I knew food retailing was in trouble the day I found milk in a Menard’s.

Seriously, food dollars have only three realistic growth engines; inflation via either price increases or trade-up to higher priced alternatives, stealing share of stomach from food away from home, or population growth.

Despite the Fed’s best efforts (to date) we aren’t seeing much inflation–although some commodity prices are starting to climb. Immigration in all forms is down due to our poor employment environment and U.S. per capita birth rates are below 2.0 so population growth isn’t the answer. The food away from home segment is making a small come back as consumers prove they value convenience over price when they can afford it. And private label is deflating prices per unit faster than any product innovation is increasing them.

So just where is food dollar growth supposed to be coming from?

Mark Plona
Guest
Mark Plona
10 years 6 months ago
Perhaps the supermarket industry shouldn’t only think about moving more food, it should focus on moving better food. More will come as a result. We can no longer deny the impact Health & Wellness trends are having in the market. Not only in the amount of information that today’s consumers are exposed to, but the overtness of the message. America is as unhealthy, inactive and nutritionally ignorant as she has ever been and our food supply seems to be partly to blame. Supermarkets are learning this. Dr. Oz, Dr. Mercola and The Supermarket Guru himself and countless others seem to share a common message to consumers, know what’s in your food and buy food that is better for you and your families. NuVal and Guiding Stars are nutritional algorithms that are resonating with consumers and making an impact on their purchases. Food allergies represent another opportunity for small more flexible operations to be unique in their approach to addressing those challenges in their own local communities. While the article states the vast majority are using… Read more »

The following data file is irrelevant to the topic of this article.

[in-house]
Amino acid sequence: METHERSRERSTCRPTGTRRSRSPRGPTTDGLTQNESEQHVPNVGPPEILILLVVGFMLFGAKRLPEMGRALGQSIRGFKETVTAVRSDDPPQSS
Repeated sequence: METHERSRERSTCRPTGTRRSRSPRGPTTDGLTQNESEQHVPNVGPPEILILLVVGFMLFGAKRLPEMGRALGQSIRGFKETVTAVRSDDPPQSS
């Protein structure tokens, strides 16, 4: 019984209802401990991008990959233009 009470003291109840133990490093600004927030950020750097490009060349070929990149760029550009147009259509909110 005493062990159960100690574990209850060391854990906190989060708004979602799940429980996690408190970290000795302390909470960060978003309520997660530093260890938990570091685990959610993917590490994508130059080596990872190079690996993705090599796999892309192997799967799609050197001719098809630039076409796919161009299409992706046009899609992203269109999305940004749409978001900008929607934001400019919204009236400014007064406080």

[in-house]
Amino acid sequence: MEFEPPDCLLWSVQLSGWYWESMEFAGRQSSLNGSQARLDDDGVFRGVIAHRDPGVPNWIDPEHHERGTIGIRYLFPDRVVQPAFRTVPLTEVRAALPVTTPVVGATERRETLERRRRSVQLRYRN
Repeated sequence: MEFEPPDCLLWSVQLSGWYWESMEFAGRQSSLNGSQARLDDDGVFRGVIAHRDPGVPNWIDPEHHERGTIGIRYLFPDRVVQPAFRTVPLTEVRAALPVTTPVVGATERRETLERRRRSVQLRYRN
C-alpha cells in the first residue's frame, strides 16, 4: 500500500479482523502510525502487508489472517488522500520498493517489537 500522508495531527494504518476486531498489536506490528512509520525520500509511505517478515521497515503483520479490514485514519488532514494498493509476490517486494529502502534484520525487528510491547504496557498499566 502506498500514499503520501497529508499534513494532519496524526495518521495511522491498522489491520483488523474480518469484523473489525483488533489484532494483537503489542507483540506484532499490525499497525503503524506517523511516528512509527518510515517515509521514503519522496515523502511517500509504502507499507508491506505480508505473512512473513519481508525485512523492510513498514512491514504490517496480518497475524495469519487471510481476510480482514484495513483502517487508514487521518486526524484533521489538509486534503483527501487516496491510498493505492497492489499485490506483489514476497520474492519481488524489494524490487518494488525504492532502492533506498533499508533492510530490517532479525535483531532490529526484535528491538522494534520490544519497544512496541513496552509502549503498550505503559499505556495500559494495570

Olivier Lawer
Guest
Olivier Lawer
10 years 6 months ago

In most countries, supermarkets are fighting on price. Price wars aren’t a good thing for either retailers or suppliers. Furthermore, volume sales increase won’t compensate for lost value sales.

As shown by Todd Hale (“Mind the gap” published in Feb 2010 in FDBuyer.com), price is not all. Retailers need to focus on:

Store accessibility
Store format and wide selection
Pricing & value
Stocking quality products
Efficiency and loyalty programs

This was confirmed in another study published in March 2010 in RetailWire by DechertHampe.

Shopper experience and customer service come first for customer satisfaction; followed by product assortment. Then we find deals & promotions; low prices; and product information.

Two other points to keep in mind: 1) Low price will mainly attract deals seekers. These customers are the less profitable and loyal to stores. Retailers should focus on their best shoppers (Importance of Best Shoppers by J. Karolefski; Jan 2010 – CPG Matters). And 2) What does EDLP say to shoppers? That they have been paying too much in the past. Therefore, it will be hard for them to accept to pay normal price again.